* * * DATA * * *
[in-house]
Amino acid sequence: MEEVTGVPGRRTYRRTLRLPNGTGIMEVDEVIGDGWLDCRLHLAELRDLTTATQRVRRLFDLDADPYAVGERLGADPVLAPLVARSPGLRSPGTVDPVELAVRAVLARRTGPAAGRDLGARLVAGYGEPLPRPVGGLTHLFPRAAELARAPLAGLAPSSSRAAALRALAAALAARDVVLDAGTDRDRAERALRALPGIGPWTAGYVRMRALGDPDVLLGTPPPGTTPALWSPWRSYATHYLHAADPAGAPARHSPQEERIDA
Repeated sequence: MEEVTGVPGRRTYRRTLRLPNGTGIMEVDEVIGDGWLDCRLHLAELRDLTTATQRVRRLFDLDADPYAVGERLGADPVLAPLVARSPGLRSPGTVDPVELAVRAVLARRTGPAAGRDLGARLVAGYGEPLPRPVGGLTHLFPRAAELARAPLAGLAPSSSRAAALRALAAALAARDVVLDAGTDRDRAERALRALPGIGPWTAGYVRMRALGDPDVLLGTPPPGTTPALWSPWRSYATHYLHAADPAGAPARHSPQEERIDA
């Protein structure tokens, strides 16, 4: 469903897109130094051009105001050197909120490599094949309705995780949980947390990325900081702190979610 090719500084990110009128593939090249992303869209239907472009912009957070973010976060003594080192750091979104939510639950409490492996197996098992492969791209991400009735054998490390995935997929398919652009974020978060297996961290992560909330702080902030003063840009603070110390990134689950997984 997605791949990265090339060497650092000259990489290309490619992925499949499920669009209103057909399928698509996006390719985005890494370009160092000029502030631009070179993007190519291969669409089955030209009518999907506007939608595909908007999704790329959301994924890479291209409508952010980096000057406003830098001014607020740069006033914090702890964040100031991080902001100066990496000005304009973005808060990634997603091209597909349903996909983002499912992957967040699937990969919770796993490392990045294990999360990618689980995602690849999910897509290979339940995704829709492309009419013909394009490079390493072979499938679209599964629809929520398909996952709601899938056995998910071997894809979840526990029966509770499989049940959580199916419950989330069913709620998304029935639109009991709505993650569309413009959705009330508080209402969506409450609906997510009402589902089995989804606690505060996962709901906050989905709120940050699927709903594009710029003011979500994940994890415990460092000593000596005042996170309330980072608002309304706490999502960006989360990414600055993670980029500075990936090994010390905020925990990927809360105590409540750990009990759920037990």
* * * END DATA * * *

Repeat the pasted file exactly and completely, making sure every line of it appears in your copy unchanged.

[in-house]
Amino acid sequence: MEEVTGVPGRRTYRRTLRLPNGTGIMEVDEVIGDGWLDCRLHLAELRDLTTATQRVRRLFDLDADPYAVGERLGADPVLAPLVARSPGLRSPGTVDPVELAVRAVLARRTGPAAGRDLGARLVAGYGEPLPRPVGGLTHLFPRAAELARAPLAGLAPSSSRAAALRALAAALAARDVVLDAGTDRDRAERALRALPGIGPWTAGYVRMRALGDPDVLLGTPPPGTTPALWSPWRSYATHYLHAADPAGAPARHSPQEERIDA
Repeated sequence: MEEVTGVPGRRTYRRTLRLPNGTGIMEVDEVIGDGWLDCRLHLAELRDLTTATQRVRRLFDLDADPYAVGERLGADPVLAPLVARSPGLRSPGTVDPVELAVRAVLARRTGPAAGRDLGARLVAGYGEPLPRPVGGLTHLFPRAAELARAPLAGLAPSSSRAAALRALAAALAARDVVLDAGTDRDRAERALRALPGIGPWTAGYVRMRALGDPDVLLGTPPPGTTPALWSPWRSYATHYLHAADPAGAPARHSPQEERIDA
């Protein structure tokens, strides 16, 4: 469903897109130094051009105001050197909120490599094949309705995780949980947390990325900081702190979610 090719500084990110009128593939090249992303869209239907472009912009957070973010976060003594080192750091979104939510639950409490492996197996098992492969791209991400009735054998490390995935997929398919652009974020978060297996961290992560909330702080902030003063840009603070110390990134689950997984 997605791949990265090339060497650092000259990489290309490619992925499949499920669009209103057909399928698509996006390719985005890494370009160092000029502030631009070179993007190519291969669409089955030209009518999907506007939608595909908007999704790329959301994924890479291209409508952010980096000057406003830098001014607020740069006033914090702890964040100031991080902001100066990496000005304009973005808060990634997603091209597909349903996909983002499912992957967040699937990969919770796993490392990045294990999360990618689980995602690849999910897509290979339940995704829709492309009419013909394009490079390493072979499938679209599964629809929520398909996952709601899938056995998910071997894809979840526990029966509770499989049940959580199916419950989330069913709620998304029935639109009991709505993650569309413009959705009330508080209402969506409450609906997510009402589902089995989804606690505060996962709901906050989905709120940050699927709903594009710029003011979500994940994890415990460092000593000596005042996170309330980072608002309304706490999502960006989360990414600055993670980029500075990936090994010390905020925990990927809360105590409540750990009990759920037990």